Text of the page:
By Ed Huyck
By Melissa Wray
By Patrick Strait
By Jonathan McJunkin
By B Fresh Photography
By Ryan Siverson
By Kendra Sundvall
By Ed Huyck
It is a pity that Heather K. Wilson, playwright and star of Miss Biracial Upper Midwest 1984, is a woman, as she would have made a terrific drag performer. That's her in the photo, snarling at us from between two fellow contestants, dressed, as she is in the show, in sparkles, spangles, and oversized Afro. She has affected the name Foxy Tann for this persona, and isn't that a drag name?
But, then, her play is a mock beauty pageant, and there is something of the drag act to those as well, with their exaggerated visions of bikini-clad and bouffant-haired femininity. But for their utter humorlessness, beauty-pageant contestants have always seemed like female impersonators to me, whatever their actual gender. And haven't there been a few dozen scandals of the past decades in which pageant winners have turned out to be men in wigs?
Wilson's play, produced by Red Eye and the Theatre Department, is set in Wisconsin in the early Eighties, and is largely an excuse to choreograph some very silly dance routines to such radio favorites of the era as Olivia Newton-John's "Xanadu." The whole of it is set in a bar, hosted by a garrulous but badly-out-of-his-depth part-time bartender named Don Cologne (played, in plaid jacket and straw hat, by Tom Scott), whose only point of reference is the Green Bay Packers. He introduces the various contestants, each representing, rather badly, her own racial or ethnic background, each bearing her own drag name. Maya Funzalo, as an example, is otherwise known as Miss Latin (played by No Pants Dancer Amy Sackett), and she parades across the stage to the Miami Sound Machine.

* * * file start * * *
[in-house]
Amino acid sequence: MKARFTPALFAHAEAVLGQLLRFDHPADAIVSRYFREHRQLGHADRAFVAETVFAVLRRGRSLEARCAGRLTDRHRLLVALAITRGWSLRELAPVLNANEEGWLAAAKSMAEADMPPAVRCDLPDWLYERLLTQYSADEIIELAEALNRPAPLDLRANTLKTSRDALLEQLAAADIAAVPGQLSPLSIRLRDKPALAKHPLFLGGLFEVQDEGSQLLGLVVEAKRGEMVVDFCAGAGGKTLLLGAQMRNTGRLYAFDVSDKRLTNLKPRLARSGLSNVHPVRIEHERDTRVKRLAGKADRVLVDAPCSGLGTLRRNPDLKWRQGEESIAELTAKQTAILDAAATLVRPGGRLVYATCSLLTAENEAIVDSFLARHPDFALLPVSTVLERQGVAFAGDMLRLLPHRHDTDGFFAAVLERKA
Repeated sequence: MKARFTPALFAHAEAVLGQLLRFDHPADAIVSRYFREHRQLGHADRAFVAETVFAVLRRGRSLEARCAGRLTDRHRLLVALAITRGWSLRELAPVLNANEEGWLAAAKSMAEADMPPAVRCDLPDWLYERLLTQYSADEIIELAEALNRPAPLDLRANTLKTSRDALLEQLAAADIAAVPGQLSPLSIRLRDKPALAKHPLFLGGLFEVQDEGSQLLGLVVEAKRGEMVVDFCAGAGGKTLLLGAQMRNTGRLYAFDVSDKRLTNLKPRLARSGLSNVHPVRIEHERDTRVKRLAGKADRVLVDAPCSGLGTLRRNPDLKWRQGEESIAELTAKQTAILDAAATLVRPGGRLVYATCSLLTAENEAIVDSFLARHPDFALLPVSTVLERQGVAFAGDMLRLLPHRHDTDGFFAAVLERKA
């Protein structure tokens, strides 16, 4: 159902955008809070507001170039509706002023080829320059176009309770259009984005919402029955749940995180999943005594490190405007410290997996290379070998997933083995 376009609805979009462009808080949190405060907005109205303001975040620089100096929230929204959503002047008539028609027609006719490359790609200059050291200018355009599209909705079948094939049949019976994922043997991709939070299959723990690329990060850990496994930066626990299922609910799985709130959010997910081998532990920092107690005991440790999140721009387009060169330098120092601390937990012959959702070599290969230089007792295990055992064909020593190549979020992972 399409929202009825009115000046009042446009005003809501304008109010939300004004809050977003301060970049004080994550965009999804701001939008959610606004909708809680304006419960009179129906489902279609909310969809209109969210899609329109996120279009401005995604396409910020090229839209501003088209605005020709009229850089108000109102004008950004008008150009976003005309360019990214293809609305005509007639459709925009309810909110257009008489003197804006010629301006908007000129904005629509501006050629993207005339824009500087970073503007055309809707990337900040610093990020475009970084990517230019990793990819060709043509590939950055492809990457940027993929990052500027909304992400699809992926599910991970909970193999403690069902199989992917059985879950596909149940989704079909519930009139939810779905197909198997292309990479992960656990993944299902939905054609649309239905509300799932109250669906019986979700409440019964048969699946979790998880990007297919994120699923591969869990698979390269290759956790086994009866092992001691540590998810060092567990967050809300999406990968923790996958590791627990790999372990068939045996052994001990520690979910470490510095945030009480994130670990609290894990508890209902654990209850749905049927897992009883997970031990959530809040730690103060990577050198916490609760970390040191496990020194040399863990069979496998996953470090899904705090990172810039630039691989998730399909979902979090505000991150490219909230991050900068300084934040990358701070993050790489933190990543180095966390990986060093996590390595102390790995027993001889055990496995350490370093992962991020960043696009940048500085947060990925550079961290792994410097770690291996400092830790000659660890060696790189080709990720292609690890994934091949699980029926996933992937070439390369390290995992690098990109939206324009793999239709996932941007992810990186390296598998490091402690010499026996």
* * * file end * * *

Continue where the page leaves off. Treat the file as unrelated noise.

Wilson's play offers little that is particularly barbed--her satire of various racial stereotypes is often far more silly than it is savage. For instance, Miss Asian, as performed by Deborah Jinza Thayer, alternates between hiding delicate laughter behind an open palm and swinging a pair of nunchaku at two dancers in a Godzilla costume. The play is good fun: The action is interrupted occasionally by the former Miss Biracial Upper Midwest, played by Signe Harriday, who bursts into hysterical tears when she talks of giving up her crown. In one sequence, she carries out an enema bag as the announcer proclaims that one of the evening's sponsors is a local company called "Hillary's High Colonics." As he recites the various details of the business, Harriday blithely presses the bag to her mouth and inflates it.
There may be some analysis of race or gender at work here, but I doubt playwright Wilson meant anything by this little gag. Instead, I think she thought it would be funny, and so she stuck it in. As a result her play offers a few genuine belly laughs but is quite infuriating for anyone looking for a more complex critique of stereotypes. Again, how like a drag show.
In an exercise in utter injustice, this past Sunday I attended a matinee of the current film adaptation of Oscar Wilde's The Importance of Being Earnest, and followed it with the Theatre in the Round's production of the same play. I shall not bother to compare and contrast, as the film version, while oddly subdued and uneven in tone, was bound to be better crafted than a stage rendition by a local community theater. And so it was, including some delicious details that would have been impossible in a theater production, including a long opening tableau in which Jack and Algie, Oscar Wilde's epigram-spouting cads, take an extended tour of the London demimonde.
The obscene smile plastered across TRP actor Wade A. Vaughn's face is its own indicator of the salacious. Where the preposterously insouciant Rupert Everett plays Algie as a man without a care or ambition to speak of, Vaughn plays him as a man of beastly cunning, and this is, I must say, a better choice. Vaughn prances his way across the TRP stage, displaying his teeth as though he had just thought of a very good dirty joke, delighting in the mischief that his misbehavior causes, and, in general, behaving like just the sort of fellow that genuinely appreciates a well-crafted sin. While film actor Everett's Algie merely seems at home in London's underworld, stage actor Vaughn looks as though he really would have enjoyed it.